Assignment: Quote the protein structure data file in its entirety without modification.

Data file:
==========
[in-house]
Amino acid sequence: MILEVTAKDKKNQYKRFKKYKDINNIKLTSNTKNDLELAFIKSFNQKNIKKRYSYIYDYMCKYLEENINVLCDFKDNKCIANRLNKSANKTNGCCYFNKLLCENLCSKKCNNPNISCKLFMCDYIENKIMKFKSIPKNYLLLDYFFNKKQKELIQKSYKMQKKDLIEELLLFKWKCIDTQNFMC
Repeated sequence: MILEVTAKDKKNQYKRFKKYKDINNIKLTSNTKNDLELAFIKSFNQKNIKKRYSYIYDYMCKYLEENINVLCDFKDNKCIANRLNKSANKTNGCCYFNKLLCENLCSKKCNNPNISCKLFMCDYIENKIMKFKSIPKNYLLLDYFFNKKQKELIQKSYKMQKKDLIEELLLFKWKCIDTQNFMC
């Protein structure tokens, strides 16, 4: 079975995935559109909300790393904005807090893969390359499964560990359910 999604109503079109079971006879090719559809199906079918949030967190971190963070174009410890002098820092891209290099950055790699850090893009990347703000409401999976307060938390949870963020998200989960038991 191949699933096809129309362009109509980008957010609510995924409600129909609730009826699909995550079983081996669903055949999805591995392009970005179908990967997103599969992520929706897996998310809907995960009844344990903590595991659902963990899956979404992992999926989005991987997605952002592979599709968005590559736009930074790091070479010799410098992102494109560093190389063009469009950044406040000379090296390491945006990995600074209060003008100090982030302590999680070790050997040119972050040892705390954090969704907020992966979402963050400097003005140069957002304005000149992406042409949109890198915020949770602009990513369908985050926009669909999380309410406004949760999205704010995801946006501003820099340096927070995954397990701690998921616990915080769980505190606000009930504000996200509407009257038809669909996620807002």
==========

[in-house]
Amino acid sequence: MILEVTAKDKKNQYKRFKKYKDINNIKLTSNTKNDLELAFIKSFNQKNIKKRYSYIYDYMCKYLEENINVLCDFKDNKCIANRLNKSANKTNGCCYFNKLLCENLCSKKCNNPNISCKLFMCDYIENKIMKFKSIPKNYLLLDYFFNKKQKELIQKSYKMQKKDLIEELLLFKWKCIDTQNFMC
Repeated sequence: MILEVTAKDKKNQYKRFKKYKDINNIKLTSNTKNDLELAFIKSFNQKNIKKRYSYIYDYMCKYLEENINVLCDFKDNKCIANRLNKSANKTNGCCYFNKLLCENLCSKKCNNPNISCKLFMCDYIENKIMKFKSIPKNYLLLDYFFNKKQKELIQKSYKMQKKDLIEELLLFKWKCIDTQNFMC
């Protein structure tokens, strides 16, 4: 079975995935559109909300790393904005807090893969390359499964560990359910 999604109503079109079971006879090719559809199906079918949030967190971190963070174009410890002098820092891209290099950055790699850090893009990347703000409401999976307060938390949870963020998200989960038991 191949699933096809129309362009109509980008957010609510995924409600129909609730009826699909995550079983081996669903055949999805591995392009970005179908990967997103599969992520929706897996998310809907995960009844344990903590595991659902963990899956979404992992999926989005991987997605952002592979599709968005590559736009930074790091070479010799410098992102494109560093190389063009469009950044406040000379090296390491945006990995600074209060003008100090982030302590999680070790050997040119972050040892705390954090969704907020992966979402963050400097003005140069957002304005000149992406042409949109890198915020949770602009990513369908985050926009669909999380309410406004949760999205704010995801946006501003820099340096927070995954397990701690998921616990915080769980505190606000009930504000996200509407009257038809669909996620807002």